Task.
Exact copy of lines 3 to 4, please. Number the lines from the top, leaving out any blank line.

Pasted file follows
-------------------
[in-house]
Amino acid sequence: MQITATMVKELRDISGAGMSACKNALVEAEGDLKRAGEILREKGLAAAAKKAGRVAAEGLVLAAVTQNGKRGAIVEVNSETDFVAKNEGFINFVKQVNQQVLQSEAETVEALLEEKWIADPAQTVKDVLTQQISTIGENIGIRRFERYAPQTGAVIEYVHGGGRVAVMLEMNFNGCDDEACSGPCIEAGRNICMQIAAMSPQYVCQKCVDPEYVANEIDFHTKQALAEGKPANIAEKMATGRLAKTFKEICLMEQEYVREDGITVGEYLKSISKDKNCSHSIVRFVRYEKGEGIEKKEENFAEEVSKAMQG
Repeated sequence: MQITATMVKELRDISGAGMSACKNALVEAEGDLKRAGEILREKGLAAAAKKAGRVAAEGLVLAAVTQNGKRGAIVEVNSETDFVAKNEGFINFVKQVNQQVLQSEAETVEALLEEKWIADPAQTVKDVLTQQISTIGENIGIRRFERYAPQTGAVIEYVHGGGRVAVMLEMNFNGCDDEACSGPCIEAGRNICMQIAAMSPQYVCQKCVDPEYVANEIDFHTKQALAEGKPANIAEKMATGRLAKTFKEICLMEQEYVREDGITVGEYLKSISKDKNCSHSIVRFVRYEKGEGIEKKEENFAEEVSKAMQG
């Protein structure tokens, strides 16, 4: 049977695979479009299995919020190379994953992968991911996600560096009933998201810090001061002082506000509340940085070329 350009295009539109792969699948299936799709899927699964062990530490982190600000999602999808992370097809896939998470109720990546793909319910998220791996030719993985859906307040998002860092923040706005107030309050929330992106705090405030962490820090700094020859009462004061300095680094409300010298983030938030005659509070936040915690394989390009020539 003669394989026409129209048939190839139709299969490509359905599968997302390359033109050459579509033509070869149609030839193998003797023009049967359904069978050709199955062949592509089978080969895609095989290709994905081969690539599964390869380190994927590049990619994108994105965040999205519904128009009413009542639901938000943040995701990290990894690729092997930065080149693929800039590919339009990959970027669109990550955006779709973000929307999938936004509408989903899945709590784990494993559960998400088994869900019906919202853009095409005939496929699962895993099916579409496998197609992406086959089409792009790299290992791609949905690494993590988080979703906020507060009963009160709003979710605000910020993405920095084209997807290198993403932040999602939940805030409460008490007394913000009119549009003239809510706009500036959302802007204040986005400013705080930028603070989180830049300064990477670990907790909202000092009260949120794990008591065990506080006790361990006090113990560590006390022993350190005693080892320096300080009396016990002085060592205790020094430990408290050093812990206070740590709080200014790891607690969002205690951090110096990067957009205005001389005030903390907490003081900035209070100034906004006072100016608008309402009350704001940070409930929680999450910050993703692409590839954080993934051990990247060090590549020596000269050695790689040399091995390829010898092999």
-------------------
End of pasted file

Repeated sequence: MQITATMVKELRDISGAGMSACKNALVEAEGDLKRAGEILREKGLAAAAKKAGRVAAEGLVLAAVTQNGKRGAIVEVNSETDFVAKNEGFINFVKQVNQQVLQSEAETVEALLEEKWIADPAQTVKDVLTQQISTIGENIGIRRFERYAPQTGAVIEYVHGGGRVAVMLEMNFNGCDDEACSGPCIEAGRNICMQIAAMSPQYVCQKCVDPEYVANEIDFHTKQALAEGKPANIAEKMATGRLAKTFKEICLMEQEYVREDGITVGEYLKSISKDKNCSHSIVRFVRYEKGEGIEKKEENFAEEVSKAMQG
């Protein structure tokens, strides 16, 4: 049977695979479009299995919020190379994953992968991911996600560096009933998201810090001061002082506000509340940085070329 350009295009539109792969699948299936799709899927699964062990530490982190600000999602999808992370097809896939998470109720990546793909319910998220791996030719993985859906307040998002860092923040706005107030309050929330992106705090405030962490820090700094020859009462004061300095680094409300010298983030938030005659509070936040915690394989390009020539 003669394989026409129209048939190839139709299969490509359905599968997302390359033109050459579509033509070869149609030839193998003797023009049967359904069978050709199955062949592509089978080969895609095989290709994905081969690539599964390869380190994927590049990619994108994105965040999205519904128009009413009542639901938000943040995701990290990894690729092997930065080149693929800039590919339009990959970027669109990550955006779709973000929307999938936004509408989903899945709590784990494993559960998400088994869900019906919202853009095409005939496929699962895993099916579409496998197609992406086959089409792009790299290992791609949905690494993590988080979703906020507060009963009160709003979710605000910020993405920095084209997807290198993403932040999602939940805030409460008490007394913000009119549009003239809510706009500036959302802007204040986005400013705080930028603070989180830049300064990477670990907790909202000092009260949120794990008591065990506080006790361990006090113990560590006390022993350190005693080892320096300080009396016990002085060592205790020094430990408290050093812990206070740590709080200014790891607690969002205690951090110096990067957009205005001389005030903390907490003081900035209070100034906004006072100016608008309402009350704001940070409930929680999450910050993703692409590839954080993934051990990247060090590549020596000269050695790689040399091995390829010898092999």